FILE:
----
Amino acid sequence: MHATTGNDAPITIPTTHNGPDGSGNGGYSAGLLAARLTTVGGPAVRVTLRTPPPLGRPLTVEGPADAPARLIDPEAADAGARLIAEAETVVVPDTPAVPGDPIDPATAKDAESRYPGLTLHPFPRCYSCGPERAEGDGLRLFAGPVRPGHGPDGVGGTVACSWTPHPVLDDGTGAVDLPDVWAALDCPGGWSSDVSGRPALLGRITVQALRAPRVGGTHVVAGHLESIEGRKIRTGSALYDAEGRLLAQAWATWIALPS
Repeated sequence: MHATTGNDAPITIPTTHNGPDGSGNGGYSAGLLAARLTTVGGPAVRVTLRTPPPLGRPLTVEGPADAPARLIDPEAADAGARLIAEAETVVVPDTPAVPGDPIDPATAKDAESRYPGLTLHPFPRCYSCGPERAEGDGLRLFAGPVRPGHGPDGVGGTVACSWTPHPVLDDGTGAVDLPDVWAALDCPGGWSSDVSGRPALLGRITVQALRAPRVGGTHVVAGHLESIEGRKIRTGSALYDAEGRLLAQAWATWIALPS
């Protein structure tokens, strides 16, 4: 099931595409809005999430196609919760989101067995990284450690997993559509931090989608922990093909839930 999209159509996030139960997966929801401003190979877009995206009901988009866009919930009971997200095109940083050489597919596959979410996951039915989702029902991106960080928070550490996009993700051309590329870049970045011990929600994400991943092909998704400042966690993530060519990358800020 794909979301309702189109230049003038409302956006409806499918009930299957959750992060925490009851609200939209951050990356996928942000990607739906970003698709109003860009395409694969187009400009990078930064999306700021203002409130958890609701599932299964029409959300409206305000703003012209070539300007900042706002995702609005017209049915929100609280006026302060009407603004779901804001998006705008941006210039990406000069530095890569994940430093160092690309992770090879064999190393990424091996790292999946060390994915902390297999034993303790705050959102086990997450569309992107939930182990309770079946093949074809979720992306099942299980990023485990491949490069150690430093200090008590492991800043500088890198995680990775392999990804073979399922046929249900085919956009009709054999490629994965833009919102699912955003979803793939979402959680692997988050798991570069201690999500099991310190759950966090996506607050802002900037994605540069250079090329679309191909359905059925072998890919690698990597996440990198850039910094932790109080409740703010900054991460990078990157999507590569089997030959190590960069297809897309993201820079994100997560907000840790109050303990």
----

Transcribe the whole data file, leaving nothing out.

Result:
Amino acid sequence: MHATTGNDAPITIPTTHNGPDGSGNGGYSAGLLAARLTTVGGPAVRVTLRTPPPLGRPLTVEGPADAPARLIDPEAADAGARLIAEAETVVVPDTPAVPGDPIDPATAKDAESRYPGLTLHPFPRCYSCGPERAEGDGLRLFAGPVRPGHGPDGVGGTVACSWTPHPVLDDGTGAVDLPDVWAALDCPGGWSSDVSGRPALLGRITVQALRAPRVGGTHVVAGHLESIEGRKIRTGSALYDAEGRLLAQAWATWIALPS
Repeated sequence: MHATTGNDAPITIPTTHNGPDGSGNGGYSAGLLAARLTTVGGPAVRVTLRTPPPLGRPLTVEGPADAPARLIDPEAADAGARLIAEAETVVVPDTPAVPGDPIDPATAKDAESRYPGLTLHPFPRCYSCGPERAEGDGLRLFAGPVRPGHGPDGVGGTVACSWTPHPVLDDGTGAVDLPDVWAALDCPGGWSSDVSGRPALLGRITVQALRAPRVGGTHVVAGHLESIEGRKIRTGSALYDAEGRLLAQAWATWIALPS
């Protein structure tokens, strides 16, 4: 099931595409809005999430196609919760989101067995990284450690997993559509931090989608922990093909839930 999209159509996030139960997966929801401003190979877009995206009901988009866009919930009971997200095109940083050489597919596959979410996951039915989702029902991106960080928070550490996009993700051309590329870049970045011990929600994400991943092909998704400042966690993530060519990358800020 794909979301309702189109230049003038409302956006409806499918009930299957959750992060925490009851609200939209951050990356996928942000990607739906970003698709109003860009395409694969187009400009990078930064999306700021203002409130958890609701599932299964029409959300409206305000703003012209070539300007900042706002995702609005017209049915929100609280006026302060009407603004779901804001998006705008941006210039990406000069530095890569994940430093160092690309992770090879064999190393990424091996790292999946060390994915902390297999034993303790705050959102086990997450569309992107939930182990309770079946093949074809979720992306099942299980990023485990491949490069150690430093200090008590492991800043500088890198995680990775392999990804073979399922046929249900085919956009009709054999490629994965833009919102699912955003979803793939979402959680692997988050798991570069201690999500099991310190759950966090996506607050802002900037994605540069250079090329679309191909359905059925072998890919690698990597996440990198850039910094932790109080409740703010900054991460990078990157999507590569089997030959190590960069297809897309993201820079994100997560907000840790109050303990």